25. Rule 96ZO(2) provides that where a manufacturer does not produce the ingots and billets of non-alloy steel during any continuous period of not less than seven days and wishes to claim abatement under sub-section (3) of Section 3A of the said Act, the abatement will be allowed by an order passed by the Commissioner of Central Excise of such amount as may be specified in such order, subject to fulfillment of the following conditions, namely :
(a) the manufacturer shall inform in writing about the closure to the Assistant Commissioner of Central Excise or Deputy Commissioner of Central Excise with a copy to the Superintendent of Central Excise, either prior to the date of closure or on the date of closure;
(b) the manufacturer shall intimate the reading of the electricity meter to the Assistant Commissioner of Central Excise or Deputy Commissioner of Central Excise, with a copy to the Superintendent of Central Excise, immediately after the production in his factory is stopped along with the closing balance of stock of the ingots and billets of non-alloy steel;
(c) the manufacturer, when he starts production again, shall inform in writing about the starting of production to the Assistant Commissioner of Central Excise or Deputy Commissioner of Central Excise, with a copy to the Superintendent of Central Excise, either prior to the date of starting production or on the date of starting production;
(d) the manufacturer shall on start of production again along with the closing balance of stock on restarting the factory, intimate the reading of the electricity meter to the Assistant Commissioner of Central Excise or Deputy Commissioner of Central Excise1, with a copy to the Superintendent of Central Excise;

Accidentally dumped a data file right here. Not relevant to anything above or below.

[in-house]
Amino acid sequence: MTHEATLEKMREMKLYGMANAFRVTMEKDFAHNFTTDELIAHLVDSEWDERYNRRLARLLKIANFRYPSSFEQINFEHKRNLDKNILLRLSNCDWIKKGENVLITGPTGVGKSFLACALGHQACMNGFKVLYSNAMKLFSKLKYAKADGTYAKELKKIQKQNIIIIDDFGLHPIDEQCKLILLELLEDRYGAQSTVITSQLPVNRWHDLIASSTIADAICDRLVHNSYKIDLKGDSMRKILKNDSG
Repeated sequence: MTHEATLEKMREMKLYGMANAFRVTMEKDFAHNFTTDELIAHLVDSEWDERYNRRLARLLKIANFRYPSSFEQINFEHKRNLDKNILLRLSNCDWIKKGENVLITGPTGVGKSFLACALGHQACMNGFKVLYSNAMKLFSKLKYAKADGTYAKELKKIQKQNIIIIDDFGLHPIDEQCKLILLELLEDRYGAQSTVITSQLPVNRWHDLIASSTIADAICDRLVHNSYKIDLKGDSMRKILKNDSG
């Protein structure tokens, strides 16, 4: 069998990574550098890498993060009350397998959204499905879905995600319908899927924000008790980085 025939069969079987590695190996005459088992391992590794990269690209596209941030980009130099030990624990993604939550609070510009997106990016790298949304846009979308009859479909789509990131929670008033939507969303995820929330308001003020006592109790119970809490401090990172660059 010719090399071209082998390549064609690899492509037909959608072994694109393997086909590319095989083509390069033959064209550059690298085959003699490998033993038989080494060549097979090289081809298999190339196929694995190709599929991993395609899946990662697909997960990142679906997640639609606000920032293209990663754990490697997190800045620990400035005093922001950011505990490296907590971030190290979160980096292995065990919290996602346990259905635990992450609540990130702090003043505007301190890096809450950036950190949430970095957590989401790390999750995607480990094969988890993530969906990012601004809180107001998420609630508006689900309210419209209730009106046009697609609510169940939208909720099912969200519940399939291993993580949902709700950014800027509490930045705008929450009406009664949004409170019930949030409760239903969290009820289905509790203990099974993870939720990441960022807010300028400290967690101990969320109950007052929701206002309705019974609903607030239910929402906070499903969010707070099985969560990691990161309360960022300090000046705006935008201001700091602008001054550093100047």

(e) the manufacturer shall while sending intimation under clause (c), declare that his factory remained closed for a continuous period starting from --hours on - (date) to --hours on -(date).
26. Admittedly, in the present case, there is no material on record to establish that the Assessee had indeed fulfilled the aforesaid conditions prescribed in Rule 96ZO(2) of the said Rules. In fact, there is nothing on record to indicate that such abatement was claimed by the Assessee by following the procedure prescribed under Rule 96ZO(2) of the said Rules. In such circumstances, even the third substantial question of law will have to be answered against the Assessee.
27. The contentions now raised on behalf of the Assessee indeed suggests that the Assessee seeks to follow the hybrid procedure of combining the procedure under Rule 96ZO(3) with that under Rule 96ZO(1) to which Section 3-A(4) of the said Act is attracted. The Apex Court in Venus Castings (P) Ltd. (supra) has already held that this is impermissible.
28. For all the aforesaid reasons, this appeal is partly allowed and disposed of with the following order :
(A) The impugned orders, to the extent they demand/ confirm the levy of interest on the Assessee, are quashed and set aside.
(B) However, the impugned orders to the extent they demand or confirm the levy of excise duty as specified, are not interfered with.
(C) There shall be no order as to costs.
29. In view of disposal of the Appeal, the Civil Application does not survive and the same is disposed of accordingly.